One of the joys in life is discovering new stuff. By “stuff”, I’m referring to anything that we can discover such as books, art, food, people, music etc. To me there is nothing better than unearthing some little gem that is genuinely “of interest” in both the small scale and the bigger picture.
A number of years ago, a friend suggested I read “Lords of Chaos: The Bloody Rise of the Satanic Metal Underground”, which i promptly did. It was amazing. A true insight into a subculture that I had only a very limited knowledge and understanding of. I learnt so much from reading this book that it is bench mark in my music book reading life. Since then I haven’t burnt any churches, killed anyone in a Satanic ritual, bought any Norwegian Black Metal CDs and I dare anyone to claim they have seen me wearing satanic face makeup. The book was amazing, the events and the music portrayed weren’t. It just wasn’t my thing. I would recommend it though, to anyone… and I mean anyone… interested in music subcultures. It is truly a great read.*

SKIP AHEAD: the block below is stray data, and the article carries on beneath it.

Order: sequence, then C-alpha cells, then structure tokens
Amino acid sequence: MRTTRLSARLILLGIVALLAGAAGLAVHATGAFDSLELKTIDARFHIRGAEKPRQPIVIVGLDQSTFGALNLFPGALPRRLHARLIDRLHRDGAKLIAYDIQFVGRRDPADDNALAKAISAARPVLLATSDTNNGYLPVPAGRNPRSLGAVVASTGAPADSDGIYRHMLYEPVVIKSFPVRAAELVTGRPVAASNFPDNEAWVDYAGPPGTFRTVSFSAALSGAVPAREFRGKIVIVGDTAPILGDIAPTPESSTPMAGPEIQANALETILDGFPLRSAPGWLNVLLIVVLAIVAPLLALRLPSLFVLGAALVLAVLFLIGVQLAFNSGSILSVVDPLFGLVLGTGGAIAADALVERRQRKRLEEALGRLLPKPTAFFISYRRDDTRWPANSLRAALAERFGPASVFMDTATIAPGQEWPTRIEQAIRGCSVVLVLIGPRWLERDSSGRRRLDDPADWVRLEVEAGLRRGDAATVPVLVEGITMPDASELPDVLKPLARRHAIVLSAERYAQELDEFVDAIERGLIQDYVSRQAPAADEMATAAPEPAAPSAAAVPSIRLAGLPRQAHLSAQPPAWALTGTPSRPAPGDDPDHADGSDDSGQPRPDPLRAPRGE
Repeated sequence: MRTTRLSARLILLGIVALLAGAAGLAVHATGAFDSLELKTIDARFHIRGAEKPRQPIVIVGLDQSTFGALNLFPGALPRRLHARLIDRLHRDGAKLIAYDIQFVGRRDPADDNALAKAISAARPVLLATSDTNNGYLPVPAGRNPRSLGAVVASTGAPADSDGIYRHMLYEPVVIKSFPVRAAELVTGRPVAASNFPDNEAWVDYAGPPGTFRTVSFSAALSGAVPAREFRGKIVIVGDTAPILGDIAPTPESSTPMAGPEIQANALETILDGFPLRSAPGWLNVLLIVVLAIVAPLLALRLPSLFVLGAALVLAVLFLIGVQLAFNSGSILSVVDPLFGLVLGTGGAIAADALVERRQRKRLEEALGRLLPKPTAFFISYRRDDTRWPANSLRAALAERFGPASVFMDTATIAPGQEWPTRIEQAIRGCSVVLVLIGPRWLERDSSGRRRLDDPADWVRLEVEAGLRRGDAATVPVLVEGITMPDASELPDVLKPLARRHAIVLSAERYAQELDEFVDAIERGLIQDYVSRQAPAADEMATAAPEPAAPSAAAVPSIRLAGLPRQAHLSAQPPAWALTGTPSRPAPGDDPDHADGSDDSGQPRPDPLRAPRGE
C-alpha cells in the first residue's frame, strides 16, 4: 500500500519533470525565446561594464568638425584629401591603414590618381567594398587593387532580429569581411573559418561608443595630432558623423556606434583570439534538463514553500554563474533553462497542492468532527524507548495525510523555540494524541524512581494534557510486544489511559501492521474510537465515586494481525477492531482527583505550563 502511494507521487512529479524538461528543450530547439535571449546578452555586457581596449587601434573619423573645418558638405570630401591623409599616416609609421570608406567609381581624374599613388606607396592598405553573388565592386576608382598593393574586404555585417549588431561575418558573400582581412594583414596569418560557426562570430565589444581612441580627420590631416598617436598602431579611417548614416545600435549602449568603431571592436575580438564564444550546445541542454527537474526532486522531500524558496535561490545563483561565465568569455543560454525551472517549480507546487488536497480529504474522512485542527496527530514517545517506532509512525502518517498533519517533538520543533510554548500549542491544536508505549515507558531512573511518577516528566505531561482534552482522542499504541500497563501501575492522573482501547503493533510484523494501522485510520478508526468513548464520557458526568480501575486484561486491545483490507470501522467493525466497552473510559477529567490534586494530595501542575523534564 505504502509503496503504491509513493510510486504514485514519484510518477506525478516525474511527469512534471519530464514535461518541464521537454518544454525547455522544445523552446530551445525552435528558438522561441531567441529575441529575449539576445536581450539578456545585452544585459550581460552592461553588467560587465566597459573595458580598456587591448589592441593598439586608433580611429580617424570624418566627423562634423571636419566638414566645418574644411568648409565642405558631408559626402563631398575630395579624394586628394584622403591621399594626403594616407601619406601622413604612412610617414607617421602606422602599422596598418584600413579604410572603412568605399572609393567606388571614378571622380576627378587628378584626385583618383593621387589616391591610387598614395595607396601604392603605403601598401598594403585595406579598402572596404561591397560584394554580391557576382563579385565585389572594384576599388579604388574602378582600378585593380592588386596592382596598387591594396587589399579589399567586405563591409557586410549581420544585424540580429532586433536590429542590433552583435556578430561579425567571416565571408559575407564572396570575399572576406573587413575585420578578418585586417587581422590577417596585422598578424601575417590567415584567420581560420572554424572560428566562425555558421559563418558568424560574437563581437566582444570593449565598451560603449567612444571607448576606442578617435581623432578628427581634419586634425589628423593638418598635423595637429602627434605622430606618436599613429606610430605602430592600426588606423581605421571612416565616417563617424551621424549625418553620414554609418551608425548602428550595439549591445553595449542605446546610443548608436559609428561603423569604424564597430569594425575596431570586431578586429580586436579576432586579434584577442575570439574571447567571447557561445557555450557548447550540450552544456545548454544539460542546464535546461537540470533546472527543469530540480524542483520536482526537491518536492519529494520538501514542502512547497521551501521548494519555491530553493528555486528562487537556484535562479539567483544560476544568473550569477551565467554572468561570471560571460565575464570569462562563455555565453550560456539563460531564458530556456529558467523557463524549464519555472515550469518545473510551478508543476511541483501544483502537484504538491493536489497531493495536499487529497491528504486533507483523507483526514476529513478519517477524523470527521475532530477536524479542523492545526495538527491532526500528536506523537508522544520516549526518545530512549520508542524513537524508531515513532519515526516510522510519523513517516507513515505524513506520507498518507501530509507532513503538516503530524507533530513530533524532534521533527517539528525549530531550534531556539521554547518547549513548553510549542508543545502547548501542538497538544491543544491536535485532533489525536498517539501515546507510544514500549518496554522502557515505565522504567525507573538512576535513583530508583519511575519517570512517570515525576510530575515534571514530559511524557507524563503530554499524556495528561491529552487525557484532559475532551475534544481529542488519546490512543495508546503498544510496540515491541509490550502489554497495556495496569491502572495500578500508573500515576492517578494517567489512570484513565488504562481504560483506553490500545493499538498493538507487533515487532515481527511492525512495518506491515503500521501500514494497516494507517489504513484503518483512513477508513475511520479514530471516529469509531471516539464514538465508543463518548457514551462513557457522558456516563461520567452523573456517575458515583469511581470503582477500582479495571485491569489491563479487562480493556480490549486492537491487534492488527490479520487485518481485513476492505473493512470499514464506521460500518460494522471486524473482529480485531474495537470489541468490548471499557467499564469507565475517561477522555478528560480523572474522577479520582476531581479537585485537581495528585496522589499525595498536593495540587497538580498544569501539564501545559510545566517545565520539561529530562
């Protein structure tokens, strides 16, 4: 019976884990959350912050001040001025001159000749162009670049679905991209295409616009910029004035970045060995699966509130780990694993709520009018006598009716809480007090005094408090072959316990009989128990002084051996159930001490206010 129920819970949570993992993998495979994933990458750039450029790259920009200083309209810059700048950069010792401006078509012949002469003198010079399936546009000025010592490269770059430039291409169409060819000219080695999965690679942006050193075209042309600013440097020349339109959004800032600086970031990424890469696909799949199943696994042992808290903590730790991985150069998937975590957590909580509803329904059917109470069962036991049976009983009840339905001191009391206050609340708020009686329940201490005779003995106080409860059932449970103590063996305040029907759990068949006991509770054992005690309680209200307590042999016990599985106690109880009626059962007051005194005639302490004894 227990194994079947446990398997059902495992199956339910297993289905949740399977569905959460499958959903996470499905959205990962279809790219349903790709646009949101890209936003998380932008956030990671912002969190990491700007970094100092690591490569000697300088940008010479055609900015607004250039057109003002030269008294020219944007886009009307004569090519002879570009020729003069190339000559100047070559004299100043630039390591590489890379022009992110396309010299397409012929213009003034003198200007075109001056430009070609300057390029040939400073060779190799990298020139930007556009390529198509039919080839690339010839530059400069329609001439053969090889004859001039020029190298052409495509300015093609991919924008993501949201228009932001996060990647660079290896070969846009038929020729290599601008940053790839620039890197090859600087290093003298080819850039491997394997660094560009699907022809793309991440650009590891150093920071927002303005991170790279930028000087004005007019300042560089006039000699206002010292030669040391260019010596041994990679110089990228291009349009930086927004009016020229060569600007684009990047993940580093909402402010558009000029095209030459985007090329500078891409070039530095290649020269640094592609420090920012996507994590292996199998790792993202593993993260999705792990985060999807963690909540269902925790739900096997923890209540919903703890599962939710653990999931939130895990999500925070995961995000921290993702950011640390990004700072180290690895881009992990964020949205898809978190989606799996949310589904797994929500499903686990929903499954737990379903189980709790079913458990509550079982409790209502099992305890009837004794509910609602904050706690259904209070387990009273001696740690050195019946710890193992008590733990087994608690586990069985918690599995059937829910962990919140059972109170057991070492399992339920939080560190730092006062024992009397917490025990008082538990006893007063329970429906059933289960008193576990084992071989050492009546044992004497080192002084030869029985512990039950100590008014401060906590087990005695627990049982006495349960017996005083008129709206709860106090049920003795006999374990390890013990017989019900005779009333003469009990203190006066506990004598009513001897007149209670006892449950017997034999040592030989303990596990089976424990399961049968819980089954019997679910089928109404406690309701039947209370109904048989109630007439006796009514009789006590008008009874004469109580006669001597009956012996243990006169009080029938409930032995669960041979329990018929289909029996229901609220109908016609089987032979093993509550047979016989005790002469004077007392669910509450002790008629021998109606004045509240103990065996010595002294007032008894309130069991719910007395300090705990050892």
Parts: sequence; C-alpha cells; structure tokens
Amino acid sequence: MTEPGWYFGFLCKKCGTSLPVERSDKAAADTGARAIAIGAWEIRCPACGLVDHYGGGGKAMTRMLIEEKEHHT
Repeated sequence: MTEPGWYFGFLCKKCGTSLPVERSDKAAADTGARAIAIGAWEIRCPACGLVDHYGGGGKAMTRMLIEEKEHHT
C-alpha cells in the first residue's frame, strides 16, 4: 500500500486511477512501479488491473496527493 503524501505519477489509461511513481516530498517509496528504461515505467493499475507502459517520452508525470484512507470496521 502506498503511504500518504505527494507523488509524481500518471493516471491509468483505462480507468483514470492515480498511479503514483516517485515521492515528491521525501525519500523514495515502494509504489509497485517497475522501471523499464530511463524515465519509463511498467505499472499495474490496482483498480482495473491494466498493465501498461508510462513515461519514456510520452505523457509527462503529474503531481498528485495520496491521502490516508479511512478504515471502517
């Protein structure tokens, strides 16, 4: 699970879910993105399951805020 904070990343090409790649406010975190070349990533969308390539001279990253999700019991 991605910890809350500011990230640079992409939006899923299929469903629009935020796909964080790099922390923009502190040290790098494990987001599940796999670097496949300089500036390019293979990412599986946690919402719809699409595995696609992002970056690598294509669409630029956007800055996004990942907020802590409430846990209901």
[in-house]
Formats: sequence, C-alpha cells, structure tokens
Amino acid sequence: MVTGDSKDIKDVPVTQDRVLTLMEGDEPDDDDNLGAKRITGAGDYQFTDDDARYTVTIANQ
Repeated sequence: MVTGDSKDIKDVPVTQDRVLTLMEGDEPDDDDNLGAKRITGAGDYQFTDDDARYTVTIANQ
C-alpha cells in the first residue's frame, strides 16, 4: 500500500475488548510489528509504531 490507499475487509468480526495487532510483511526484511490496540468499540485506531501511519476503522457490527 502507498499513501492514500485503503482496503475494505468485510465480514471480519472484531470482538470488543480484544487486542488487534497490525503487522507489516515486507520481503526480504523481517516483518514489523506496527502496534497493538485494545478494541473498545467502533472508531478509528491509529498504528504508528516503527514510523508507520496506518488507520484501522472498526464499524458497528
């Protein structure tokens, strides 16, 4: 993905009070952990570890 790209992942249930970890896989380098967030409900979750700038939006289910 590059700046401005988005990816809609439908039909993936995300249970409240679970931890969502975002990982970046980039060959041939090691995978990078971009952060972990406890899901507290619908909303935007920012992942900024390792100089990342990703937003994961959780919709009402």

The title of That’s the Joint, is a reference to the Funky 4+1’s excellent 1980 track of the same name… at least that’s where I think the title comes from. I know this track quite well as I have it on a few Sugarhill Records compilations. Yes, I listen to Hip-Hop or Rap or whatever you want to call it, probably not as much as some people do and not as much I once did, but it is something that is on the radar here at Huc & Gabet. I guess this is why a title like this attracted my attention.
That’s the Joint is more of a scholarly look at the genre as apposed to some of the less informed fan type books that abound. Many of these books are not on the Huc & Gabet radar as they often appear to be churned out promotional picture books intended for short term appreciation and lacking in depth… Yes that’s a judgement call on my behalf, but I’m the person who has to sell these books and if I think badly of them, I assume most (or many) other people would also think the same way.** This book at 760 pages, is not lacking in depth. References are listed and amazingly there are no pictures of strutting rappers with gold chains and baseball caps. This book is the real deal and is intended for serious research and discussion on the subject at hand.
One of the reasons I eagerly read Lords of Chaos all those years ago was because it was nearly a complete unknown to me. That’s the Joint is less of an unknown as some of the subjects covered are familiar or vaguely familiar. It does look like a great read though and you never know, I may even be tempted if my Hip Hop CDs start to spin once more.
* Interestingly I have never found a secondhand copy of this book.
** They are great presents.